Obama is quietly busy making an end-run around our constitutional system,  which forbids federal control of what your children learn in school. Step one,  already well under way, is a dumbed-down national curriculum designed to  artificially suppress achievement gaps between urban and suburban students. The  right way to help poorly performing students is not to gut standards but to  raise achievement, yet Obama is committed to defining performance down.   That’s why the president’s ultimate goal is to erase the differences  between local school districts with a massive redistribution of suburban  education spending to the cities.

The 2008 controversy over Obama’s years of education work with that famously  unrepentant Weather Underground terrorist Bill Ayers has faded from view. For a  moment, it seemed as though Ayers’ radical education legacy would carry forward  into Obama’s presidency. That’s because Linda Darling-Hammond, Ayers’ favorite  education expert and head of Obama’s education transition team, was on a fast  track to appointment as secretary of education until her leftism alienated even  many Democrats.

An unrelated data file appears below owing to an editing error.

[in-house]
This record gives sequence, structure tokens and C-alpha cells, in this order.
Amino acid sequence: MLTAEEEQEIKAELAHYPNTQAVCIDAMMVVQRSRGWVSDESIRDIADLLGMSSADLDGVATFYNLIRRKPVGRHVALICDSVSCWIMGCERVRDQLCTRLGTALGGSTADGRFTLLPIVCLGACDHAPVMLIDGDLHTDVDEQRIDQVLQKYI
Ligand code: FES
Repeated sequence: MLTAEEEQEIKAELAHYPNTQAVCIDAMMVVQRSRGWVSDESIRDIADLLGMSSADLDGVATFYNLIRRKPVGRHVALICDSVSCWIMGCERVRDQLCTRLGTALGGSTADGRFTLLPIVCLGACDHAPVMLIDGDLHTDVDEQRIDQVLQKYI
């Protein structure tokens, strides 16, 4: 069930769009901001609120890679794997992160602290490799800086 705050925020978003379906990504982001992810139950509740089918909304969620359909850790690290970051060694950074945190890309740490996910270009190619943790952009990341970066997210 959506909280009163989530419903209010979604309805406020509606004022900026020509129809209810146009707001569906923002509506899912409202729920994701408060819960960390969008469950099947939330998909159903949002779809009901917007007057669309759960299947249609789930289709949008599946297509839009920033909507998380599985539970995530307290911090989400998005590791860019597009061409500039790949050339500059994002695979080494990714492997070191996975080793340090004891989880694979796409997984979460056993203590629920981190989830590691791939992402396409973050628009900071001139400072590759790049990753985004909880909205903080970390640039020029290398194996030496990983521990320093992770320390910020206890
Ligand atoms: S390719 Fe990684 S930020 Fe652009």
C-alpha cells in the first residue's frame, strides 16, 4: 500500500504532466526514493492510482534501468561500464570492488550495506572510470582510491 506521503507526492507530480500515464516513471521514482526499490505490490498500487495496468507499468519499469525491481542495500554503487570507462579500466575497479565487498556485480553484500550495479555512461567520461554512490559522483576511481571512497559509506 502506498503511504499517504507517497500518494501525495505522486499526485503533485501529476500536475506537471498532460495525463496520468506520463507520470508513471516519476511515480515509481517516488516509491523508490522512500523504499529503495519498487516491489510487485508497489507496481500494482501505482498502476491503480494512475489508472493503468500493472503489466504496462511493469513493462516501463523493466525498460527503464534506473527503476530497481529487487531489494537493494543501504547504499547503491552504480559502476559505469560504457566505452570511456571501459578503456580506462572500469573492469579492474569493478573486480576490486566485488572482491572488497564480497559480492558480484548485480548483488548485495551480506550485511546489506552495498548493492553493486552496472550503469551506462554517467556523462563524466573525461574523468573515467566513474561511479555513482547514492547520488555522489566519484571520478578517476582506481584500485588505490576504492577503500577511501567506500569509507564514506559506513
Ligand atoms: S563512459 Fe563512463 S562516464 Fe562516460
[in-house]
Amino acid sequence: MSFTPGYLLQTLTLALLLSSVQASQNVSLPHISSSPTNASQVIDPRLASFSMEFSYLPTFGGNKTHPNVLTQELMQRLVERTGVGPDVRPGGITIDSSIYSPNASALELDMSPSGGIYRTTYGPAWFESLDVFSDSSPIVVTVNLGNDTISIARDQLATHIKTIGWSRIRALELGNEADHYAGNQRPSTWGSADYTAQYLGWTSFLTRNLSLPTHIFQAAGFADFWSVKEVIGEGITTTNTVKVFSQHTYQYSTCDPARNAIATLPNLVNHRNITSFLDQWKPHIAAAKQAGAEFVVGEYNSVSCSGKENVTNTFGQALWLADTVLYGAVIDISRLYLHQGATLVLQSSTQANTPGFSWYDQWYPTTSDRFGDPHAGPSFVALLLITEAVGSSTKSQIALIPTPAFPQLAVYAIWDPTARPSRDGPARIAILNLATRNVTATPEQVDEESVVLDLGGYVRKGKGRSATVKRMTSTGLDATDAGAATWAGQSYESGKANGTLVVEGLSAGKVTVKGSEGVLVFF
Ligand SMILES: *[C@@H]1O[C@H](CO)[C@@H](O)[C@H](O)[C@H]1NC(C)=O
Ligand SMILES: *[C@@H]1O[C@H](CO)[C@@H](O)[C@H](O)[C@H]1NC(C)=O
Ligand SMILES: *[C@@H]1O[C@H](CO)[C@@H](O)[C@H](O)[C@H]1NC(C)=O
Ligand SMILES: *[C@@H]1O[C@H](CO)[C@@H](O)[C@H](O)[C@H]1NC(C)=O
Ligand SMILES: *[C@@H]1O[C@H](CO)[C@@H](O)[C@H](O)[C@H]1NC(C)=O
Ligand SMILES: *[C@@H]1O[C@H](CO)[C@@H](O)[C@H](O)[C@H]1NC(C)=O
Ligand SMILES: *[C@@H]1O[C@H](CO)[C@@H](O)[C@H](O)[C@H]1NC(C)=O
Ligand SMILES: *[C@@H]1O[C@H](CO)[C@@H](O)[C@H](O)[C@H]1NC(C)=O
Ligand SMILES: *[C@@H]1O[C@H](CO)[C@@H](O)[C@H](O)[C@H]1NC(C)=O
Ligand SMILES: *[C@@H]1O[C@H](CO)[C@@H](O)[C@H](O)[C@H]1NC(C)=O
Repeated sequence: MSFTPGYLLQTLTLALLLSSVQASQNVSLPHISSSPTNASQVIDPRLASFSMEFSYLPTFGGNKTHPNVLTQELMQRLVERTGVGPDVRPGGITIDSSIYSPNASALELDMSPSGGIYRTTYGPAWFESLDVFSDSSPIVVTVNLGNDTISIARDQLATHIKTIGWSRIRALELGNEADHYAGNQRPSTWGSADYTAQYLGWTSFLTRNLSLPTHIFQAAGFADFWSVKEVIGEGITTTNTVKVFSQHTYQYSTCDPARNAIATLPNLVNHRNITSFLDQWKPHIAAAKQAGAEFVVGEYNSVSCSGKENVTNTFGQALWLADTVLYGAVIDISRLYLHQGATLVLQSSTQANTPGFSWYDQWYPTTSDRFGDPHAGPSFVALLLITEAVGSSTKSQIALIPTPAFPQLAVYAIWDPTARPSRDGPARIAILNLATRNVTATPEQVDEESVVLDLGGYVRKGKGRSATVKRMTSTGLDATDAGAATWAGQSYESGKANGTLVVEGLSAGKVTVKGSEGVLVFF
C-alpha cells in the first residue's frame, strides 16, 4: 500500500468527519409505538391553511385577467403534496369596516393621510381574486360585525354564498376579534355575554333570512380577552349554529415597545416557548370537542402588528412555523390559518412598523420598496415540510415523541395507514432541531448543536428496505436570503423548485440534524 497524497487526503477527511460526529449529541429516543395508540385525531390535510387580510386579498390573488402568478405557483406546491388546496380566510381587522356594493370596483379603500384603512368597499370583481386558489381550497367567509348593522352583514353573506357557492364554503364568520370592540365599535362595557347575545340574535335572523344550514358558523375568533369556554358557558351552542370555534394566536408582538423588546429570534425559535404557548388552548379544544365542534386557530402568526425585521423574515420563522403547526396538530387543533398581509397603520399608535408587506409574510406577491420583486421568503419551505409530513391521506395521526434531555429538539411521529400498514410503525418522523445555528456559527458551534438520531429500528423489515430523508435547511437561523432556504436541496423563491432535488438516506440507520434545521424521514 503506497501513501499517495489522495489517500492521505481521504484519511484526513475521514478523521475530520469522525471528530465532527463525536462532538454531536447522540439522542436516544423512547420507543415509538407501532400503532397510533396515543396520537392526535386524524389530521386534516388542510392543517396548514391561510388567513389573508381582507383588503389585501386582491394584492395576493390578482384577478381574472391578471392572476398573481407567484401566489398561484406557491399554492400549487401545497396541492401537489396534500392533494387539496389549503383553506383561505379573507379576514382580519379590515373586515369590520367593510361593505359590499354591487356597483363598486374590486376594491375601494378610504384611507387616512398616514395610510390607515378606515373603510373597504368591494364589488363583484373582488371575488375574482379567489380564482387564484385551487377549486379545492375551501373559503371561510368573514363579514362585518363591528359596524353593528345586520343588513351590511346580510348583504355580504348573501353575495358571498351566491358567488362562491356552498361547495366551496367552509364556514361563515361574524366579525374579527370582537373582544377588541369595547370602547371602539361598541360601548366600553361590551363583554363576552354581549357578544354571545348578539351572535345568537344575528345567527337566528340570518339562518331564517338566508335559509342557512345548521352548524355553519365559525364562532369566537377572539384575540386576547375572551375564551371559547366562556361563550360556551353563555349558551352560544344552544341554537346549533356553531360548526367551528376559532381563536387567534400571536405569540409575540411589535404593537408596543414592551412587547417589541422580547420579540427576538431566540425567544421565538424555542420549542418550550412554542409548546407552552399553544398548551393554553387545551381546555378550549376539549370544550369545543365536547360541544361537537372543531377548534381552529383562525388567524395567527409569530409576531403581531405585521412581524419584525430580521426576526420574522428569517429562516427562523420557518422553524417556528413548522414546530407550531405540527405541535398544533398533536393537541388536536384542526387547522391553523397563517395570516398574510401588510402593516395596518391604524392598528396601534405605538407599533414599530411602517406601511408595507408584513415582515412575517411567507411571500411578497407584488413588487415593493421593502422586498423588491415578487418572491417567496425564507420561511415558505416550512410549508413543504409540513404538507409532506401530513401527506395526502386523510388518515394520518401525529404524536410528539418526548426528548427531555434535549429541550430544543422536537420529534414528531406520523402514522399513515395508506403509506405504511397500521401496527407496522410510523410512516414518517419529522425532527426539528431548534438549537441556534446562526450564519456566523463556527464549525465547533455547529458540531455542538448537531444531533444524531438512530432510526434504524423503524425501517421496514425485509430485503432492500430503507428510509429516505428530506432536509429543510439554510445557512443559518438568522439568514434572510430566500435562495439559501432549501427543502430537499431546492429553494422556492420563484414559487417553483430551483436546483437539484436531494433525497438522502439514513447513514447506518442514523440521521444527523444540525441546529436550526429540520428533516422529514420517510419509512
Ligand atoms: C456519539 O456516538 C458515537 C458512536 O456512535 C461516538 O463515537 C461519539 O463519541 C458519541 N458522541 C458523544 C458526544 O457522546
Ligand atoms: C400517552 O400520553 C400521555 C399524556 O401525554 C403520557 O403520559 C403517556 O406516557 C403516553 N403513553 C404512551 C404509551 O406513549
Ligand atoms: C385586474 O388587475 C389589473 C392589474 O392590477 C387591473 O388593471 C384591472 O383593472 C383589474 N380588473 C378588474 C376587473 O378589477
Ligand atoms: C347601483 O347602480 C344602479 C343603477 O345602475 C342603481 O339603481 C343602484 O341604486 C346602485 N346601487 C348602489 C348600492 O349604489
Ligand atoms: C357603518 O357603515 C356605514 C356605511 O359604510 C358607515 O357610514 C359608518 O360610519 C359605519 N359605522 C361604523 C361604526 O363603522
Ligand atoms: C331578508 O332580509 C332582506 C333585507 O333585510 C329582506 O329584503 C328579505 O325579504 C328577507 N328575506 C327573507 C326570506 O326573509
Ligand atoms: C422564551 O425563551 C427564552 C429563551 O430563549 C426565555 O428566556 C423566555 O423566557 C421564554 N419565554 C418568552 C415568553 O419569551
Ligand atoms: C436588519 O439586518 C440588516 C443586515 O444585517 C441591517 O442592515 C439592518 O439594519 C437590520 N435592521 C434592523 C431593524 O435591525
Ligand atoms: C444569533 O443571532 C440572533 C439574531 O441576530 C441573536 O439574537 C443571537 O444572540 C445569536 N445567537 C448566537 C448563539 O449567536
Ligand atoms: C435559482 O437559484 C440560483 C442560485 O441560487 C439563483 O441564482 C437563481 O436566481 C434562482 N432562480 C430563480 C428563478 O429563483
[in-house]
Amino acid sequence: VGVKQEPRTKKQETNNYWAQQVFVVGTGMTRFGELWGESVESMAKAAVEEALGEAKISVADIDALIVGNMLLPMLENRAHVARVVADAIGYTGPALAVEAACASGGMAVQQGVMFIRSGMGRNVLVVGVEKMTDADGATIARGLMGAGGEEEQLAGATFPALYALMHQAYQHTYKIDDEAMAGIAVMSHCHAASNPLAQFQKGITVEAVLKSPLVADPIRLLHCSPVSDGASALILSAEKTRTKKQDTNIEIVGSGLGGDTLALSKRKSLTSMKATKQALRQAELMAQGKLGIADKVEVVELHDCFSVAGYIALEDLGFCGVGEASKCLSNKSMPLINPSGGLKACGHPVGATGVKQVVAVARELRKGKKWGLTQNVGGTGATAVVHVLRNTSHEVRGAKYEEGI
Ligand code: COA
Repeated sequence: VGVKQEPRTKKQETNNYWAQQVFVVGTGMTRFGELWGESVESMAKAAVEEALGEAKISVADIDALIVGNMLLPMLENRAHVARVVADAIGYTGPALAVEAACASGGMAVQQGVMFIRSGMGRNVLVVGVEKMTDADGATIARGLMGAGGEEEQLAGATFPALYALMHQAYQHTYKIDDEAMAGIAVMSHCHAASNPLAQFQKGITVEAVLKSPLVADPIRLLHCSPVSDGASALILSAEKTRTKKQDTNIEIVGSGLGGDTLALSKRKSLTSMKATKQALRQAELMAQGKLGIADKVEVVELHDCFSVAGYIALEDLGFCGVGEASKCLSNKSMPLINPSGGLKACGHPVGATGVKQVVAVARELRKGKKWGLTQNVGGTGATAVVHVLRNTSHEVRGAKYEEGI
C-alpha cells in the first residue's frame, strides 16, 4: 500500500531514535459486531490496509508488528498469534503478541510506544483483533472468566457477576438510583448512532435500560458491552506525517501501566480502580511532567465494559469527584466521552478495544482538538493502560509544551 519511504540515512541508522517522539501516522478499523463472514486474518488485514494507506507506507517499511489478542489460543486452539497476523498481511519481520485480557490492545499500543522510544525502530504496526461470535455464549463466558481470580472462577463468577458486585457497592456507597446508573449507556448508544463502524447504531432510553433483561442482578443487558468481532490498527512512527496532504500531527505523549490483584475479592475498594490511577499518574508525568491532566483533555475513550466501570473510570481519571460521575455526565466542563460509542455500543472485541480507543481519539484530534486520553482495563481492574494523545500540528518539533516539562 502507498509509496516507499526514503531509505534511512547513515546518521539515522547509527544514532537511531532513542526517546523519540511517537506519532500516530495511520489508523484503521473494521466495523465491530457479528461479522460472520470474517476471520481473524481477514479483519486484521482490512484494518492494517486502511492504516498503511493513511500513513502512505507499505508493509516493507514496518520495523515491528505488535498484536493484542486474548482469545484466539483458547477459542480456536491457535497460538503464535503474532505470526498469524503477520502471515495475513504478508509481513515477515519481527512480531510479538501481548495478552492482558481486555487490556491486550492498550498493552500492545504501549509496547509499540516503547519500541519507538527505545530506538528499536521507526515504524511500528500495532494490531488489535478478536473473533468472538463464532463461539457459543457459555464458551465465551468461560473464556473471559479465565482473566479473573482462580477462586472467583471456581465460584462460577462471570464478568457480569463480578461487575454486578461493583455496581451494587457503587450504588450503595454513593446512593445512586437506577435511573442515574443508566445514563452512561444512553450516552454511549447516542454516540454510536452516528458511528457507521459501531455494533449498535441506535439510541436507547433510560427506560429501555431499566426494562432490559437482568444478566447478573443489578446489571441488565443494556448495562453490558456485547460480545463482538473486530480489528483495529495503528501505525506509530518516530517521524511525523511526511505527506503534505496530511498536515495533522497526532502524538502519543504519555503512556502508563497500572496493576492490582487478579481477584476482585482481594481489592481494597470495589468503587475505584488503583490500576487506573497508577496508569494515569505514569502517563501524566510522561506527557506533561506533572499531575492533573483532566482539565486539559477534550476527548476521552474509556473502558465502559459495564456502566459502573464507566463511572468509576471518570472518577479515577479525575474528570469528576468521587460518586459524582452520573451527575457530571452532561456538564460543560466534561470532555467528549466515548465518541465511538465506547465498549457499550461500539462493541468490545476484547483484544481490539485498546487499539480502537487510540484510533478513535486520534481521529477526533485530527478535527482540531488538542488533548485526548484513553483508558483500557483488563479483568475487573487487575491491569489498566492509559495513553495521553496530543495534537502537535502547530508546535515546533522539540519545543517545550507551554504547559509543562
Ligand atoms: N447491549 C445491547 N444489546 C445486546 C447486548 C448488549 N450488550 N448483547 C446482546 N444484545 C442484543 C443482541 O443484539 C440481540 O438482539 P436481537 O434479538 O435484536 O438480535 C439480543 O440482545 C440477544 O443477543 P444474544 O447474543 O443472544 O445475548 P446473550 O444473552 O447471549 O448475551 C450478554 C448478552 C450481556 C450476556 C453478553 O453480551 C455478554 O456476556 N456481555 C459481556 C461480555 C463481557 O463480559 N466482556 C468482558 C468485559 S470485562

(LINDA DARLING-HAMMOND)

When Arne Duncan, who ostensibly backs demanding standards and tests, became  education secretary instead, it looked as though Obama had tacked center. He  hadn’t, and appearances to the contrary, neither had Darling-Hammond left the  scene.

  (BILL AYERS)

The core of the hard-left’s education agenda – a program shared by Obama,  Ayers, and Darling-Hammond alike – has three parts: 1) a politicized curriculum  that promotes leftist notions of “social justice,” 2) reducing “disparate  outcomes” between students in different districts by undercutting standards, and  3) a redistribution of suburban education funding to less-well-off urban  schools. Achieving these goals… requires the federal government  to usurp local control of K-12 schooling.

  (ARNE DUNCAN)

Obama is half-way there.

How did he do it?  Instead of submitting his controversial education  proposals to Congress and kicking off a vigorous national debate, Obama quietly  marked $4.35 billion of federal stimulus spending for his Race to the Top  education initiative. Since the stimulus bill was rushed through Congress with  barely any debate on economic policy, much less education, Obama never had to go  public with his plans.
By coordinating with outside groups not  accountable to the voters, like the deep-pocketed Gates Foundation, the White  House then orchestrated the creation of a national Common Core of education  standards, with an accompanying curriculum and tests.